"As much as I hope people will know I earned this, I'm sure there will still be people around that just say, 'He got hired because he was a Fan Cave guy, and it's still a gimmick,'" Wagner said. "I expect to put up with some of that. At the end of the day, people I respect and admire, they say, 'I really respect what you guys did and all the good stuff you put up last season.' There always will be people out there who don't get it or for whatever reason don't appreciate it. This job would not be possible if it weren't for my time at the Fan Cave. I have a lot of friends now in the game of baseball, and two years ago, I would have said that's not possible."
Social media is at the heart of the Fan Cave experience, and perhaps fittingly, that is how Wagner found out about the opening.
"Somebody posted something on Facebook of all things, saying the Orioles were going to hire a new P.A. announcer," Wagner said. "That's one of those things in a million years I never would have set out to do, because it doesn't happen often that teams look for one. The Cubs did it last year [hiring Andrew Belleson], and now the Orioles. They made it public. They wanted an audition tape sent in. I had a mic and audio equipment at home, so I put together a tape with the script from their site, felt good about it and sent it away. I mentioned I was one of the Fan Cave hosts from last season, that I was an Orioles fan from Baltimore and how much it would mean. The deadline for entries passed, and two days later I got a call that I was in the top 25 and I would be invited to Oriole Park to audition."
Wagner said he was comfortable at the audition by meeting media he had encountered during his Fan Cave work, but he said it was "a crazy day."
"We were called down there at 3 in the afternoon, and then it was 4:30 or 5 when I got to audition. There was snow blowing, wind blowing hard, it was getting a little dark," he said. "During mic check, it was all I could do to not say, 'Ladies and gentlemen, welcome to Lambeau Field.' I was really close to saying it. I felt that audition went well. It was bizarre, because I attacked the script using my theater training. I don't know how anybody else was working, but that was what I knew. I went in [feeling] totally good about it, and the next day got called to come in on Valentine's Day for an interview. That went well, the next day another in-stadium audition, then a few days later I got the call and was unbelievably lucky enough to get offered the job.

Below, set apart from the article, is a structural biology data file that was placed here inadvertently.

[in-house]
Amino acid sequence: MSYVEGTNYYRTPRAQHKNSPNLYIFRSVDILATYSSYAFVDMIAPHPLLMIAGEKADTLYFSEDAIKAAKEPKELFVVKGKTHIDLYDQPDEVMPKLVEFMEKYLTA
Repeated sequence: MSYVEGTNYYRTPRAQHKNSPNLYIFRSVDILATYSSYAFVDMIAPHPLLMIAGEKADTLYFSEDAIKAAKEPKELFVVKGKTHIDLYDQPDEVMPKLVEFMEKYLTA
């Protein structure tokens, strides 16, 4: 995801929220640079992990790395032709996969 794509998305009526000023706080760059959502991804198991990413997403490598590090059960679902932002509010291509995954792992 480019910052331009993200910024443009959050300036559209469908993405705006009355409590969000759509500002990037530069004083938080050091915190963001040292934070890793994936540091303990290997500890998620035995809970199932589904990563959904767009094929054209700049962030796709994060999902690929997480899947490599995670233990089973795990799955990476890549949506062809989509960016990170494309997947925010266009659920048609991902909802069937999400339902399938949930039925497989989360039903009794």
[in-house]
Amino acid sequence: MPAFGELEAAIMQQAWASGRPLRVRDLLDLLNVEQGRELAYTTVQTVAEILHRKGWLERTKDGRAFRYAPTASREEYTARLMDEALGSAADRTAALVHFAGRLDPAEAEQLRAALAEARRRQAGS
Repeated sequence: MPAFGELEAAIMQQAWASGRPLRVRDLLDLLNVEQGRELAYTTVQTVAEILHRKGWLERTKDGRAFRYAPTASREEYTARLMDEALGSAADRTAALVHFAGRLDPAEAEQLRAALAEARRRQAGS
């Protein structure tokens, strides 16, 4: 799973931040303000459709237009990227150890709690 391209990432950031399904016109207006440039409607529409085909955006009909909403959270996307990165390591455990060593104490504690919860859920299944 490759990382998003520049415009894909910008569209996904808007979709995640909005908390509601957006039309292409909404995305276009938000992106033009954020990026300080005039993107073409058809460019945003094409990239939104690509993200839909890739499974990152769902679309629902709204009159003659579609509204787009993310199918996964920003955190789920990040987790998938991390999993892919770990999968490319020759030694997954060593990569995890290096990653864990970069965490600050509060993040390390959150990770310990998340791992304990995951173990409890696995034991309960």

"They said they wanted a voice that was a match for the ballpark, someone who was traditional and energetic and could really handle being the voice of a ballpark that is so iconic. That was something I really felt I could do, and I guess they agreed."
Wagner said he was given well wishes during the Orioles' search by O'Hara, who will be married in October and will be making the East Coast his permanent base again while hoping to land acting gigs.
"Mike is supremely talented and I consider him one of my best friends," Wagner said. "Something big is going to happen for him."
As they move on, the Fan Cave morphs into a new approach, with a batch of people starting together and then gradually being voted off all summer by fans online, until one winner is left standing before the World Series clincher. The goal is still to watch every game.
"I'm excited for them," Wagner said. "I have nothing but good things to say for the Fan Cave. I hope whoever they do pick reaches out to me and Mike. Nobody has the perspective we do; we have some pointers we can give them.
"The best compliment we could get is that they brought it back for 2012. If we hadn't been successful, they wouldn't have brought it back for the second year. I've seen all the videos, talked to them on Twitter, seems like a great group. They'll put the right people in the Cave."
And meanwhile, they just put a touch of the Cave in Camden Yards.
"As a lifelong Orioles fan, being named the voice of Oriole Park at Camden Yards is indescribably amazing," Wagner said. "I spent my childhood attending games at Camden Yards. ... I will never forget the happiness and excitement I felt when I became a member of the Orioles' organization, and I promise every Oriole fan that they will hear my very best effort, every time they come to the greatest ballpark in professional baseball."